"It's inconceivable to me that we are keeping our most precious assets, our knowledge and our data, on Earth, where we're setting off bombs and burning things," Christopher Stott, founder and CEO of Lonestar, told The Register. "We need to put our assets in place off our planet, where we can keep it safe."

    Continue reading
  • Conti: Russian-backed rulers of Costa Rican hacktocracy?
    Also, Chinese IT admin jailed for deleting database, and the NSA promises no more backdoors

    In brief The notorious Russian-aligned Conti ransomware gang has upped the ante in its attack against Costa Rica, threatening to overthrow the government if it doesn't pay a $20 million ransom. 

    Costa Rican president Rodrigo Chaves said that the country is effectively at war with the gang, who in April infiltrated the government's computer systems, gaining a foothold in 27 agencies at various government levels. The US State Department has offered a $15 million reward leading to the capture of Conti's leaders, who it said have made more than $150 million from 1,000+ victims.

    Conti claimed this week that it has insiders in the Costa Rican government, the AP reported, warning that "We are determined to overthrow the government by means of a cyber attack, we have already shown you all the strength and power, you have introduced an emergency." 

    Continue reading
  • China-linked Twisted Panda caught spying on Russian defense R&D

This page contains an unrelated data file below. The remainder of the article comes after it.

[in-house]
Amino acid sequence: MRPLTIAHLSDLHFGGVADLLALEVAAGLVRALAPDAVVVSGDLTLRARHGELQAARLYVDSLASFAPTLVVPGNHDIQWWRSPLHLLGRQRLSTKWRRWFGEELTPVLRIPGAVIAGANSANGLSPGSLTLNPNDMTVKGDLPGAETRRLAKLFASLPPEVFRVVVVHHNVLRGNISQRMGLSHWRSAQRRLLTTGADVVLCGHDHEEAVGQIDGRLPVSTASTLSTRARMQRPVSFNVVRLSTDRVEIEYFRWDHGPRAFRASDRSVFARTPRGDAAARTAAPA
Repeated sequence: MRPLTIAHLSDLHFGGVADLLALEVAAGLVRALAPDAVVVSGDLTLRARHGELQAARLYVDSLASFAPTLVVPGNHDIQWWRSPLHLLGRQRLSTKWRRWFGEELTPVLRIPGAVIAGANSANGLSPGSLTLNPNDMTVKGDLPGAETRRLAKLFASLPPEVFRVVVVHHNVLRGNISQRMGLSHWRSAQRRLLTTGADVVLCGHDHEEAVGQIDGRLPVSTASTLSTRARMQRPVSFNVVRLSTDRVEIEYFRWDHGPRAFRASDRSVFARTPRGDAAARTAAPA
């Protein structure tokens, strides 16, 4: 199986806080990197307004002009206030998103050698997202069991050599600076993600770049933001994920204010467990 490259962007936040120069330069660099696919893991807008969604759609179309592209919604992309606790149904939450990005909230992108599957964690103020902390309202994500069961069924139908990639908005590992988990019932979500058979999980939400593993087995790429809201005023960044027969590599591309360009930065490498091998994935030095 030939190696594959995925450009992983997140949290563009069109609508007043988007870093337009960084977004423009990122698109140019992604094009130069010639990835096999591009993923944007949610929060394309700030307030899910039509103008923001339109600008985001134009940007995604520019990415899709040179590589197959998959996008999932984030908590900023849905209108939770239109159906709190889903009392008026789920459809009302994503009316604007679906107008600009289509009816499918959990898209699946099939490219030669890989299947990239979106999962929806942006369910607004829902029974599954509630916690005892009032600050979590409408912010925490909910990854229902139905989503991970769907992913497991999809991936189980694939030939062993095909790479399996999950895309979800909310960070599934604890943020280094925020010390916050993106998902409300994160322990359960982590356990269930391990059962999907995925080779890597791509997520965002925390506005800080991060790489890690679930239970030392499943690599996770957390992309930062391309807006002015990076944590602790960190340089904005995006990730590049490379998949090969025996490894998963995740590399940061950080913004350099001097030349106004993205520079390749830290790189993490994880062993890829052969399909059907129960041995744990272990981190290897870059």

Because Beijing isn't above covert ops to accomplish its five-year goals

    Chinese cyberspies targeted two Russian defense institutes and possibly another research facility in Belarus, according to Check Point Research.

    The new campaign, dubbed Twisted Panda, is part of a larger, state-sponsored espionage operation that has been ongoing for several months, if not nearly a year, according to the security shop.

    In a technical analysis, the researchers detail the various malicious stages and payloads of the campaign that used sanctions-related phishing emails to attack Russian entities, which are part of the state-owned defense conglomerate Rostec Corporation.

    Continue reading
  • FTC signals crackdown on ed-tech harvesting kid's data
    Trade watchdog, and President, reminds that COPPA can ban ya

    The US Federal Trade Commission on Thursday said it intends to take action against educational technology companies that unlawfully collect data from children using online educational services.